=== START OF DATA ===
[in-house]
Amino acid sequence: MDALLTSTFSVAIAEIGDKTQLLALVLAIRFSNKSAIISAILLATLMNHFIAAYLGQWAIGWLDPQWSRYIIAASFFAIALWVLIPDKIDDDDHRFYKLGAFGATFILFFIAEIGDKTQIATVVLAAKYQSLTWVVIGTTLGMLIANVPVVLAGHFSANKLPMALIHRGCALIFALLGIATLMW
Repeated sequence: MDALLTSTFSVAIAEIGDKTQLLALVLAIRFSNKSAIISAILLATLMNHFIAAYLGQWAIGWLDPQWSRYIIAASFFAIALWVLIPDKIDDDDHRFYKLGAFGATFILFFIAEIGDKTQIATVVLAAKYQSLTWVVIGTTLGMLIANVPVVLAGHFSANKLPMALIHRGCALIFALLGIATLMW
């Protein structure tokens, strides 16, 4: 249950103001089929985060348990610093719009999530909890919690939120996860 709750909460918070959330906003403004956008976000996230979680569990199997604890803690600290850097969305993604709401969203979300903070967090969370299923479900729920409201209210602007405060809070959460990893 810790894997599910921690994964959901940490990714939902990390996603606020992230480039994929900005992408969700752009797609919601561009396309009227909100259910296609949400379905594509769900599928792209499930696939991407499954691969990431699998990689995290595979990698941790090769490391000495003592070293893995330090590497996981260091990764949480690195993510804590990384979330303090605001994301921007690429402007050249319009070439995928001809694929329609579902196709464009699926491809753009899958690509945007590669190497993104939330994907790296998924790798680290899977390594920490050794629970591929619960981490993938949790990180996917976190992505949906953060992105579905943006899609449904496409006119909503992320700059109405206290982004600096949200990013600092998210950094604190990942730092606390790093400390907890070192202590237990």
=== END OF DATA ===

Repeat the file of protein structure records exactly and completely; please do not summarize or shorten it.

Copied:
[in-house]
Amino acid sequence: MDALLTSTFSVAIAEIGDKTQLLALVLAIRFSNKSAIISAILLATLMNHFIAAYLGQWAIGWLDPQWSRYIIAASFFAIALWVLIPDKIDDDDHRFYKLGAFGATFILFFIAEIGDKTQIATVVLAAKYQSLTWVVIGTTLGMLIANVPVVLAGHFSANKLPMALIHRGCALIFALLGIATLMW
Repeated sequence: MDALLTSTFSVAIAEIGDKTQLLALVLAIRFSNKSAIISAILLATLMNHFIAAYLGQWAIGWLDPQWSRYIIAASFFAIALWVLIPDKIDDDDHRFYKLGAFGATFILFFIAEIGDKTQIATVVLAAKYQSLTWVVIGTTLGMLIANVPVVLAGHFSANKLPMALIHRGCALIFALLGIATLMW
């Protein structure tokens, strides 16, 4: 249950103001089929985060348990610093719009999530909890919690939120996860 709750909460918070959330906003403004956008976000996230979680569990199997604890803690600290850097969305993604709401969203979300903070967090969370299923479900729920409201209210602007405060809070959460990893 810790894997599910921690994964959901940490990714939902990390996603606020992230480039994929900005992408969700752009797609919601561009396309009227909100259910296609949400379905594509769900599928792209499930696939991407499954691969990431699998990689995290595979990698941790090769490391000495003592070293893995330090590497996981260091990764949480690195993510804590990384979330303090605001994301921007690429402007050249319009070439995928001809694929329609579902196709464009699926491809753009899958690509945007590669190497993104939330994907790296998924790798680290899977390594920490050794629970591929619960981490993938949790990180996917976190992505949906953060992105579905943006899609449904496409006119909503992320700059109405206290982004600096949200990013600092998210950094604190990942730092606390790093400390907890070192202590237990």